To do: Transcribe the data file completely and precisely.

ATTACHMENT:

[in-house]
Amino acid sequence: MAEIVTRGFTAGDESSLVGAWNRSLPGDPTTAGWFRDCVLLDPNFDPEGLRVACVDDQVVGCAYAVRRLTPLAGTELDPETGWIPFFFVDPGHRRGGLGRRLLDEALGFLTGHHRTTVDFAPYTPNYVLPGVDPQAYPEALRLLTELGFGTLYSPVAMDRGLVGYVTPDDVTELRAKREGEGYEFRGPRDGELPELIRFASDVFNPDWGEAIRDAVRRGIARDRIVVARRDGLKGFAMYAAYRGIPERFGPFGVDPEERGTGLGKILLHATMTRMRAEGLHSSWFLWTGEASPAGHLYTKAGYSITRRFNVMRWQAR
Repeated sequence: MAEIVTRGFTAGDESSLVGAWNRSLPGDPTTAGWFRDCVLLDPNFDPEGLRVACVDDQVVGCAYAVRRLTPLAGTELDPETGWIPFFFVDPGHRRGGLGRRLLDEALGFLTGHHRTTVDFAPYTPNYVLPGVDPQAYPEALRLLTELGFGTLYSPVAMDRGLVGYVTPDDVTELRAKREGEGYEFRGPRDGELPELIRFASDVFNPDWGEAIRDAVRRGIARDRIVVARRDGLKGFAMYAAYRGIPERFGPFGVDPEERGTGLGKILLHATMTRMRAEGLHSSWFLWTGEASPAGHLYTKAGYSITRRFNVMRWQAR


[in-house]
Amino acid sequence: MAEIVTRGFTAGDESSLVGAWNRSLPGDPTTAGWFRDCVLLDPNFDPEGLRVACVDDQVVGCAYAVRRLTPLAGTELDPETGWIPFFFVDPGHRRGGLGRRLLDEALGFLTGHHRTTVDFAPYTPNYVLPGVDPQAYPEALRLLTELGFGTLYSPVAMDRGLVGYVTPDDVTELRAKREGEGYEFRGPRDGELPELIRFASDVFNPDWGEAIRDAVRRGIARDRIVVARRDGLKGFAMYAAYRGIPERFGPFGVDPEERGTGLGKILLHATMTRMRAEGLHSSWFLWTGEASPAGHLYTKAGYSITRRFNVMRWQAR
Repeated sequence: MAEIVTRGFTAGDESSLVGAWNRSLPGDPTTAGWFRDCVLLDPNFDPEGLRVACVDDQVVGCAYAVRRLTPLAGTELDPETGWIPFFFVDPGHRRGGLGRRLLDEALGFLTGHHRTTVDFAPYTPNYVLPGVDPQAYPEALRLLTELGFGTLYSPVAMDRGLVGYVTPDDVTELRAKREGEGYEFRGPRDGELPELIRFASDVFNPDWGEAIRDAVRRGIARDRIVVARRDGLKGFAMYAAYRGIPERFGPFGVDPEERGTGLGKILLHATMTRMRAEGLHSSWFLWTGEASPAGHLYTKAGYSITRRFNVMRWQAR